sufficient evidence to support the findings made by the board.                                                                  
3:50:08 PM                                                                                                                    
REPRESENTATIVE BIRCH  stated his interest  in the outcome  of the                                                               
process.    He asked  how  often  injured employees'  claims  are                                                               
upheld through the board, the commission, and the court.                                                                        
MR.  HEMENWAY  stated  that  the  spreadsheet  [included  in  the                                                               
committee  packet]  shows the  outcome  from  the Alaska  Supreme                                                               
Court of  decisions that were  appealed from the commission.   Of                                                               
those cases,  20 were affirmed,  15 were reversed, and  a smaller                                                               
number were  affirmed in  part or  reversed in  part.   He stated                                                               
that this is  an indication of the commission's  decisions in the                                                               
Alaska  Supreme Court.   He  stated that  he is  not sure  of the                                                               
numbers on appeals from the board  to the commission.  He offered                                                               
his belief  that employees  are often  unsuccessful on  appeal in                                                               
cases  where the  primary  issue  of the  appeal  is the  board's                                                               
factual findings -  when a party disputes that the  worker had an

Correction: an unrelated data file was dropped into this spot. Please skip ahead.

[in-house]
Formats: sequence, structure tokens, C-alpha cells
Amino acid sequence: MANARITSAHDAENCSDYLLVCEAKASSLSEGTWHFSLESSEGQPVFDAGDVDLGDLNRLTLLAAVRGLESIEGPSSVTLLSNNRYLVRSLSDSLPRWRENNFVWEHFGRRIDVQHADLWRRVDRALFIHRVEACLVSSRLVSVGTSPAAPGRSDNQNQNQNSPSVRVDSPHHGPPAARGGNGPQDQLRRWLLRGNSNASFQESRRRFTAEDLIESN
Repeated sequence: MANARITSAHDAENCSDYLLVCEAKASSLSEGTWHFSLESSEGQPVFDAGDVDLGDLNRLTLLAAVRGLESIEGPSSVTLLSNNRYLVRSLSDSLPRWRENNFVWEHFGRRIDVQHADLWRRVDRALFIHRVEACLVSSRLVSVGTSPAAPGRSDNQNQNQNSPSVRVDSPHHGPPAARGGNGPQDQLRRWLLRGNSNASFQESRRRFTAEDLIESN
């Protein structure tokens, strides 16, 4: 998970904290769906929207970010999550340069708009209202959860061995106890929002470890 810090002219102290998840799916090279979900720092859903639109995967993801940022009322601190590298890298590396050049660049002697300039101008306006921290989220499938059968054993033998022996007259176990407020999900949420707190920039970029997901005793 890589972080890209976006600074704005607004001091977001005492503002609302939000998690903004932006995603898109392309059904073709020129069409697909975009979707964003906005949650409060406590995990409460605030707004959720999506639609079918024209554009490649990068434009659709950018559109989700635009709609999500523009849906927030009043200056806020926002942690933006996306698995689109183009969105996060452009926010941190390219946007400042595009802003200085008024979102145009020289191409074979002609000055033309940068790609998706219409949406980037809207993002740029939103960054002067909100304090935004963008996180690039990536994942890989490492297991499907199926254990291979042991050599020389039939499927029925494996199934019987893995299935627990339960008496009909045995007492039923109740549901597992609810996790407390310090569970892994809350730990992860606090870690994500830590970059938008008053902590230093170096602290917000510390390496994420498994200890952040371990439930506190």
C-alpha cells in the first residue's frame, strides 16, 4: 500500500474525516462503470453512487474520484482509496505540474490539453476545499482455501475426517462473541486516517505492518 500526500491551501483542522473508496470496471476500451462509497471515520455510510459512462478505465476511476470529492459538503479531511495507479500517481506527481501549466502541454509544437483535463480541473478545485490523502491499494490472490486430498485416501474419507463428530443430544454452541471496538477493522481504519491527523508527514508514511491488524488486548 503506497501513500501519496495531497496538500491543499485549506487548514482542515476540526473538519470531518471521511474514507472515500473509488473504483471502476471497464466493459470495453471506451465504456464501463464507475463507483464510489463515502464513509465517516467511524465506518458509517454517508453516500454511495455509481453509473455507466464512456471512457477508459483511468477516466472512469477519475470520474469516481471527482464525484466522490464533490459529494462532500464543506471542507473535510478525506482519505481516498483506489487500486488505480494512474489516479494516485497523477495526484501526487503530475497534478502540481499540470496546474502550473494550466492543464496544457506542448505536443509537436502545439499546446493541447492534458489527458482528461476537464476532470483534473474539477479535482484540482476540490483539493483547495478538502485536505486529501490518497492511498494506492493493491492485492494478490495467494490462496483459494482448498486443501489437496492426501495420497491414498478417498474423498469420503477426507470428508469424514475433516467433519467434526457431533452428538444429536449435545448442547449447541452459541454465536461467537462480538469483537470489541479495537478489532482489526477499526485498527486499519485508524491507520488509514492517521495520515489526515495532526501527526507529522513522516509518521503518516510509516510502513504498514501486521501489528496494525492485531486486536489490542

injury.    Generally the  board's  fact  findings are  sustained,                                                               
although there  may be  a reversal  if the  commission determined                                                               
that the board applied an  incorrect legal standard or considered                                                               
evidence inappropriately.   He remarked that  he couldn't venture                                                               
to say  which parties tend to  be more successful on  appeal.  He                                                               
stated that employees are less likely  to succeed if they are not                                                               
represented by an  attorney.  He observed that  when both parties                                                               
are represented by counsel and  have legal issues on appeal, "You                                                               
win some, you lose some."                                                                                                       
3:54:25 PM                                                                                                                    
MR. DRYGAS followed up with  more information about funding.  She                                                               
stated that  when the board was  created in 2005, no  funding was